First, I should say that the easiest way to do this is to use the
prename or rename commands.
On Ubuntu, OSX (Homebrew package
rename, MacPorts package
p5-file-rename), or other systems with perl rename (prename):
rename s/0000/000/ F0000*
or on systems with rename from util-linux-ng, such as RHEL:
rename 0000 000 F0000*
That's a lot more understandable than the equivalent sed command.
But as for understanding the sed command, the sed manpage is helpful. If
you run man sed and search for & (using the / command to search),
you'll find it's a special character in s/foo/bar/ replacements.
Attempt to match regexp against the pattern space. If success‐
ful, replace that portion matched with replacement. The
replacement may contain the special character & to refer to that
portion of the pattern space which matched, and the special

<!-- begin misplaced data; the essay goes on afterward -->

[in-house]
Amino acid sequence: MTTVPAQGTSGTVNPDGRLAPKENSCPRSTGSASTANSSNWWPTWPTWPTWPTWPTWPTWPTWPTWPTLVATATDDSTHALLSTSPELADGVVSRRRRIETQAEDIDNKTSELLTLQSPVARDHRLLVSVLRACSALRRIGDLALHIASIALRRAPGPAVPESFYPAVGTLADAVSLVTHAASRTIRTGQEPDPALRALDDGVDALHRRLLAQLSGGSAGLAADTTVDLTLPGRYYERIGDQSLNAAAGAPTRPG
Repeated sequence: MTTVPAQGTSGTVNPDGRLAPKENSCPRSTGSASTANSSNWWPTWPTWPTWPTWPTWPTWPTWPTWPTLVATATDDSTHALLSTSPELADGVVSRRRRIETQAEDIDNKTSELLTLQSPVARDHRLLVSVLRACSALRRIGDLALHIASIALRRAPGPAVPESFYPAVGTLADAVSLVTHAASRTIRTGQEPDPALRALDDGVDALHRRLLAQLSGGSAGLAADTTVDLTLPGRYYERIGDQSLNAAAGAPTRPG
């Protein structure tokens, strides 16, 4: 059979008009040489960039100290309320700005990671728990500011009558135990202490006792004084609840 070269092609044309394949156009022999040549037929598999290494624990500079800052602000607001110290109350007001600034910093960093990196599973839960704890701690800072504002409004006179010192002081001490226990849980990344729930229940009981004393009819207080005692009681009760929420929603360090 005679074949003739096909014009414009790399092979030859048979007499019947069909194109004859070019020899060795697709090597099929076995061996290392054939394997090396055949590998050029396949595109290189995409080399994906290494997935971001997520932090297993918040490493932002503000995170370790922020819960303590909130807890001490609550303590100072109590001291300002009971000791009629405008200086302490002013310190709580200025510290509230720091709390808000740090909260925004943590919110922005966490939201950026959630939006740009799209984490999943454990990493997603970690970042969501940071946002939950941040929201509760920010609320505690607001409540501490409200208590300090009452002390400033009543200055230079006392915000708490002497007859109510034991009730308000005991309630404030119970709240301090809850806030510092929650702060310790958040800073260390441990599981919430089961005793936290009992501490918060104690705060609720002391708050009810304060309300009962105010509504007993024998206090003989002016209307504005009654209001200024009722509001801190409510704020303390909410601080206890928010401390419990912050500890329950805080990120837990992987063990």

escapes \1 through \9 to refer to the corresponding matching
sub-expressions in the regexp.
\(.\) matches the first character, which can be referenced by
. matches the next character, which is always 0.
\(.*\) matches the rest of the filename, which can be referenced by
The replacement string puts it all together using
& (the original
\1\2 which is every part of the filename except the 2nd
character, which was a 0.
This is a pretty cryptic way to do this, IMHO. If for
some reason the rename command was not available and you wanted to use
sed to do the rename (or perhaps you were doing something too complex
for rename?), being more explicit in your regex would make it much
more readable. Perhaps something like:
ls F00001-0708-*|sed 's/F0000\(.*\)/mv & F000\1/' | sh
Being able to see what's actually changing in the
s/search/replacement/ makes it much more readable. Also it won't keep
sucking characters out of your filename if you accidentally run it
twice or something.